At a recent community meeting I had someone tell me that Alexandria should be building bike facilities for everyone, like Amsterdam. Complete network of off street trails. This in a City where raising the tax rate to pay for rehabbing crumbling and overcrowded schools is drawing cries of "The City should live within its means!" . Well, the Federal govt should pay for it, like in the NL, my fellow citizen replied. I didn't know what to make of this since the meeting was to shape CITY transporation policy. Of course the individual was from one of the civic associations that opposed the (imperfect, but used by more than the lycra clad already) Seminary Road bike lanes/road diet. He was not honestly interested in a national program of bike trails. He wanted Seminary to be four lanes, so he would not face delays between 8 and 8:30 a few days a week. The language of bike infra perfectionism has been coopted by people who want no interference with car culture.

    Note, of course his assumption (like yours) is that these are done only for people on bikes. On Seminary, as in parts of Arlington, as in many other parts of the country, road diets are implemented to make it safer for pedestrians (A. By slowing driver speeds B. By providing sidewalk buffers C. By eliminating the multiple lane threat at crossings ) and also for nonspeeding drivers. Once you are doing that, it makes sense to use the space created to add to the bike network.

    Early in the Seminary process, I said this to one opponent. Her response - ok, if its not about people on bikes, then just don't call them bike lanes and don't but bike symbols in. Again I was dumbfounded. Why would you NOT call them bike lanes? Doing so is no incremental harm to non bikers, and they ARE an addition to the bike network.

    There are plenty of people who will ride in an imperfect or incomplete bike network, who are not the 1% of take the lane everywhere Vehicular Cyclists. Its those people who will get us from 1 or 2% mode share to 5% or higher, when we will have a constituency for better (even that will likely take multiple steps)

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    Quote Originally Posted by zsionakides View Post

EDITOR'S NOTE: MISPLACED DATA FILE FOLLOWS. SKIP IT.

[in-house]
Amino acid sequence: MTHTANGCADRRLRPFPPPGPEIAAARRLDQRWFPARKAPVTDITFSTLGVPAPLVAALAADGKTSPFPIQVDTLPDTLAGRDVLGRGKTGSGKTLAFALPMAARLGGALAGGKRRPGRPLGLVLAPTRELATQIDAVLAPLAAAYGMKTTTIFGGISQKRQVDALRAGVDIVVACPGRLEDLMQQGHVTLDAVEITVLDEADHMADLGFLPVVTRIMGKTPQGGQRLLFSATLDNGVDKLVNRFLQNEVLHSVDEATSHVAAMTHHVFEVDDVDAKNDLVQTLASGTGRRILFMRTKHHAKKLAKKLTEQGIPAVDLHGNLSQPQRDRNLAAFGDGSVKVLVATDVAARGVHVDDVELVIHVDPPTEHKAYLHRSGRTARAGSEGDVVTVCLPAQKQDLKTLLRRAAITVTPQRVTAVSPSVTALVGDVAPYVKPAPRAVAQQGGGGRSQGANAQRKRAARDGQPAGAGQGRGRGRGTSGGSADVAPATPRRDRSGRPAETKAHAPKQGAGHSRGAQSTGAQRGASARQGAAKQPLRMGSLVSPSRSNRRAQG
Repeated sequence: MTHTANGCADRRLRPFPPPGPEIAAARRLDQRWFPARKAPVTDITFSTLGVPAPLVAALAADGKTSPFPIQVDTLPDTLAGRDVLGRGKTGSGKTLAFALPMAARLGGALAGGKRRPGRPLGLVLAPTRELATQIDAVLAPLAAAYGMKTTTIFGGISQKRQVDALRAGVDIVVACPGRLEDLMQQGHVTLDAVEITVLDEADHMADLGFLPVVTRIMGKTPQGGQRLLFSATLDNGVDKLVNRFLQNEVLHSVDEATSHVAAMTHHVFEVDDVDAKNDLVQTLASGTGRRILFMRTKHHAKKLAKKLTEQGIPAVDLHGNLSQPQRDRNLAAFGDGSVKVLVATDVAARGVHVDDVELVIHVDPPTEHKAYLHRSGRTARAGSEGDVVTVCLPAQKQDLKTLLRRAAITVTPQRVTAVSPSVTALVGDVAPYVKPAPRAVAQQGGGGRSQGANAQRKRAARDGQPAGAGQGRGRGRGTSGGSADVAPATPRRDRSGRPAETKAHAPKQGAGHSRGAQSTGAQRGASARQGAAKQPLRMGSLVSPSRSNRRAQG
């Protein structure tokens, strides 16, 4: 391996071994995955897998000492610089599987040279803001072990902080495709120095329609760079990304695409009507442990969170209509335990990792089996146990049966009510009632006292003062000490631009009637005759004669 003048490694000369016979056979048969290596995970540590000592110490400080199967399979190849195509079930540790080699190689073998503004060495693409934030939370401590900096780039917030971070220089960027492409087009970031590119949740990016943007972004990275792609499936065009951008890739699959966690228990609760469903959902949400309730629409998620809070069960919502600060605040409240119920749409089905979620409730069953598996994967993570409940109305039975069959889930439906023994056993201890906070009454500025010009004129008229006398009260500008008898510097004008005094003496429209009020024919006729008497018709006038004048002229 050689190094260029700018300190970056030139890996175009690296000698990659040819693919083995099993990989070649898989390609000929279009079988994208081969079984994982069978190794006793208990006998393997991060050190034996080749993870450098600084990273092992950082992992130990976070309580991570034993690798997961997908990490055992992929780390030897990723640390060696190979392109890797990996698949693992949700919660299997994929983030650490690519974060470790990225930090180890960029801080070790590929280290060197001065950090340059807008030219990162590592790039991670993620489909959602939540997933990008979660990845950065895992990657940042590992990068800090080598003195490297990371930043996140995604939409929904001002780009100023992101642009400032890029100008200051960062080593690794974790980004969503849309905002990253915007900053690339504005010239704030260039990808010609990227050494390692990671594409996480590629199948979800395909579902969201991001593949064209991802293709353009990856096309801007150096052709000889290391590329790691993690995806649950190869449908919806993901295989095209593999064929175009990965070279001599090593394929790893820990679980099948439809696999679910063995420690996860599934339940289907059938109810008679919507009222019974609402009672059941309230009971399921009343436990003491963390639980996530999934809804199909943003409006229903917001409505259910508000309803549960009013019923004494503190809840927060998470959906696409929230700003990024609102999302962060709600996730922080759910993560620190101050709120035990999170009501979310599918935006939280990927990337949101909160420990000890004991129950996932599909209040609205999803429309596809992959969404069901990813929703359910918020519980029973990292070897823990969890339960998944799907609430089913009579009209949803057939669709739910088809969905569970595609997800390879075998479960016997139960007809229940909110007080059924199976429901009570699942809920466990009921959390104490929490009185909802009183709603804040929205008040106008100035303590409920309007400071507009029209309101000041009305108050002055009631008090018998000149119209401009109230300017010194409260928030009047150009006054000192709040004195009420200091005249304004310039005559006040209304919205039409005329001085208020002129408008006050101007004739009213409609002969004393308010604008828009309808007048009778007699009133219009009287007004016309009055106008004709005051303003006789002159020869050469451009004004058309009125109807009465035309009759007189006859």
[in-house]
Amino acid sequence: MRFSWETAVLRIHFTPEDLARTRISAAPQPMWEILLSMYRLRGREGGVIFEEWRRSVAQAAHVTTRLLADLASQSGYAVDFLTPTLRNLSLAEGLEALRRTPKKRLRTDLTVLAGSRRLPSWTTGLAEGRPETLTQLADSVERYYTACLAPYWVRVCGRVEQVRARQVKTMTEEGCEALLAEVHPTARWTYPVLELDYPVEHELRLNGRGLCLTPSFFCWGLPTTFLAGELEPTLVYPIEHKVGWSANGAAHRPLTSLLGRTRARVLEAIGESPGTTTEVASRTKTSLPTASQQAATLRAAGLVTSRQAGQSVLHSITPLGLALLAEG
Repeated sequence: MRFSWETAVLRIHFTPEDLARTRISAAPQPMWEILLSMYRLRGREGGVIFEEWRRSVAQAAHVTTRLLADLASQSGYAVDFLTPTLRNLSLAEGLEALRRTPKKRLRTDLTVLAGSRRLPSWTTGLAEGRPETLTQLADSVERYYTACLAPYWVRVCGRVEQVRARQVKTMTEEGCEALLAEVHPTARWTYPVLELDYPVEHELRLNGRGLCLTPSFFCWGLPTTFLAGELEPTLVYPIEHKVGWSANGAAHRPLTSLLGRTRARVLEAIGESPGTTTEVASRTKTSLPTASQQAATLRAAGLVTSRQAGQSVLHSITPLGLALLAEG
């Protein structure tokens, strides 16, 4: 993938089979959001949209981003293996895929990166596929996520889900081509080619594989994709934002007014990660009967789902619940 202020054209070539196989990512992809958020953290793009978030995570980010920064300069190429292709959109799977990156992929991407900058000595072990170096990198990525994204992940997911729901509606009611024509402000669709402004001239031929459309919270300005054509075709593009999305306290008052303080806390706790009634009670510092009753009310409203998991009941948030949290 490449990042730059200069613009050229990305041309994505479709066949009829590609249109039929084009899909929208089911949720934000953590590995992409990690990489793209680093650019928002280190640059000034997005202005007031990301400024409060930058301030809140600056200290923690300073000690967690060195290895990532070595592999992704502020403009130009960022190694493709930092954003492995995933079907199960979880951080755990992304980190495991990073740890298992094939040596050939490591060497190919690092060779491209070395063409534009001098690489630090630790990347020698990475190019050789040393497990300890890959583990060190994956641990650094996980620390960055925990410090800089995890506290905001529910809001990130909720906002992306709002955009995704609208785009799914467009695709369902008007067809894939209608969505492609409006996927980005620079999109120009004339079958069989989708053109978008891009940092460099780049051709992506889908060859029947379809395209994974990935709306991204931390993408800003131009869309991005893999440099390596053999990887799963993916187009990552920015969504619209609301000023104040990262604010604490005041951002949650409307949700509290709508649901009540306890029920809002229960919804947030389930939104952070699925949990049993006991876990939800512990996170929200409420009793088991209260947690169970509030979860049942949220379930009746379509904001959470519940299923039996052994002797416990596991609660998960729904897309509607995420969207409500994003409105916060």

The statement that the bike lanes built are for the lycra crowd ends up with a fair amount of truth to it, as they become recreational facilities instead of transportation ones.
    Which bike lanes in Arlington or Alexandria (or DC for that matter) do you think are not used for transportation?

    In Arlington I routinely use the Eads street lanes, and the Long Bridge Drive lanes, as part of my commute. I use lanes on 34th street in Fairlington to ride to synagogue. I use the King Street lanes in Alexandria to ride to Old Town for any number of reasons. I use the bike lanes on Eye Street in DC as part of my commute, and see lots of other people doing so.

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    Quote Originally Posted by lordofthemark View Post
    Which bike lanes in Arlington or Alexandria (or DC for that matter) do you think are not used for transportation?

    In Arlington I routinely use the Eads street lanes, and the Long Bridge Drive lanes, as part of my commute. I use lanes on 34th street in Fairlington to ride to synagogue. I use the King Street lanes in Alexandria to ride to Old Town for any number of reasons. I use the bike lanes on Eye Street in DC as part of my commute, and see lots of other people doing so.
    There's a common perception that many of the bike lanes are largely used for recreational riding by the lycra crowd, vice transportation. This is going to happen where there are gaps in the network or the lanes are unsafe (e.g. door lane zone or a lot of mixing at intersections). If you look at the bike counter data on unprotected bike lanes, most all of them are extremely low, and barely justify their existance.

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    Quote Originally Posted by zsionakides View Post